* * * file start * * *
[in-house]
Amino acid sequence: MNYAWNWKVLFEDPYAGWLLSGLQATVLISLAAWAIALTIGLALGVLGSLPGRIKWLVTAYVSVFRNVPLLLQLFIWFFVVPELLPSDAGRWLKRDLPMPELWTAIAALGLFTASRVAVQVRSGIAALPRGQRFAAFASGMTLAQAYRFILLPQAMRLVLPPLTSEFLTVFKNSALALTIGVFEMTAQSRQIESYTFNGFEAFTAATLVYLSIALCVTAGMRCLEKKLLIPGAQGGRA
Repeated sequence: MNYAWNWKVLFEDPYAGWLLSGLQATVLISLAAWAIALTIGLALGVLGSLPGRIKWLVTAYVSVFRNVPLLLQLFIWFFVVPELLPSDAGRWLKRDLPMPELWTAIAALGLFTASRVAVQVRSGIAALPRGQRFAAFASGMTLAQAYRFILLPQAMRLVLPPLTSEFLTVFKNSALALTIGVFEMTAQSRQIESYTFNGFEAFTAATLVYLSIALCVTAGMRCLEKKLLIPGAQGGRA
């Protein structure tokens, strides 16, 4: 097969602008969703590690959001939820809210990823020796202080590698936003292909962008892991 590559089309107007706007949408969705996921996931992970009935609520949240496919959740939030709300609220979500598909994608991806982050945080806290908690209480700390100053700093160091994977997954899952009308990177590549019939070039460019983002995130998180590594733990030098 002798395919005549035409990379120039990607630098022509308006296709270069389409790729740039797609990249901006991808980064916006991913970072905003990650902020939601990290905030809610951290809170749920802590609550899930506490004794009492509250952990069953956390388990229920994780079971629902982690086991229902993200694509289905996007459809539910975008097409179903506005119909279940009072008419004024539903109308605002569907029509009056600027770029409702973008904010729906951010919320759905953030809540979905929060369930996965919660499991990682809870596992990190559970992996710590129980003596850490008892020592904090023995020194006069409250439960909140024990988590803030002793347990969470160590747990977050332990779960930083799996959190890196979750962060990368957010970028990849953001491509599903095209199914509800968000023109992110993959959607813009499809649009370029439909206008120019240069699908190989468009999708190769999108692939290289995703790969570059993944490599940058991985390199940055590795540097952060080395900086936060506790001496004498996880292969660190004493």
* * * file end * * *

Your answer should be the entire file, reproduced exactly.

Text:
[in-house]
Amino acid sequence: MNYAWNWKVLFEDPYAGWLLSGLQATVLISLAAWAIALTIGLALGVLGSLPGRIKWLVTAYVSVFRNVPLLLQLFIWFFVVPELLPSDAGRWLKRDLPMPELWTAIAALGLFTASRVAVQVRSGIAALPRGQRFAAFASGMTLAQAYRFILLPQAMRLVLPPLTSEFLTVFKNSALALTIGVFEMTAQSRQIESYTFNGFEAFTAATLVYLSIALCVTAGMRCLEKKLLIPGAQGGRA
Repeated sequence: MNYAWNWKVLFEDPYAGWLLSGLQATVLISLAAWAIALTIGLALGVLGSLPGRIKWLVTAYVSVFRNVPLLLQLFIWFFVVPELLPSDAGRWLKRDLPMPELWTAIAALGLFTASRVAVQVRSGIAALPRGQRFAAFASGMTLAQAYRFILLPQAMRLVLPPLTSEFLTVFKNSALALTIGVFEMTAQSRQIESYTFNGFEAFTAATLVYLSIALCVTAGMRCLEKKLLIPGAQGGRA
């Protein structure tokens, strides 16, 4: 097969602008969703590690959001939820809210990823020796202080590698936003292909962008892991 590559089309107007706007949408969705996921996931992970009935609520949240496919959740939030709300609220979500598909994608991806982050945080806290908690209480700390100053700093160091994977997954899952009308990177590549019939070039460019983002995130998180590594733990030098 002798395919005549035409990379120039990607630098022509308006296709270069389409790729740039797609990249901006991808980064916006991913970072905003990650902020939601990290905030809610951290809170749920802590609550899930506490004794009492509250952990069953956390388990229920994780079971629902982690086991229902993200694509289905996007459809539910975008097409179903506005119909279940009072008419004024539903109308605002569907029509009056600027770029409702973008904010729906951010919320759905953030809540979905929060369930996965919660499991990682809870596992990190559970992996710590129980003596850490008892020592904090023995020194006069409250439960909140024990988590803030002793347990969470160590747990977050332990779960930083799996959190890196979750962060990368957010970028990849953001491509599903095209199914509800968000023109992110993959959607813009499809649009370029439909206008120019240069699908190989468009999708190769999108692939290289995703790969570059993944490599940058991985390199940055590795540097952060080395900086936060506790001496004498996880292969660190004493």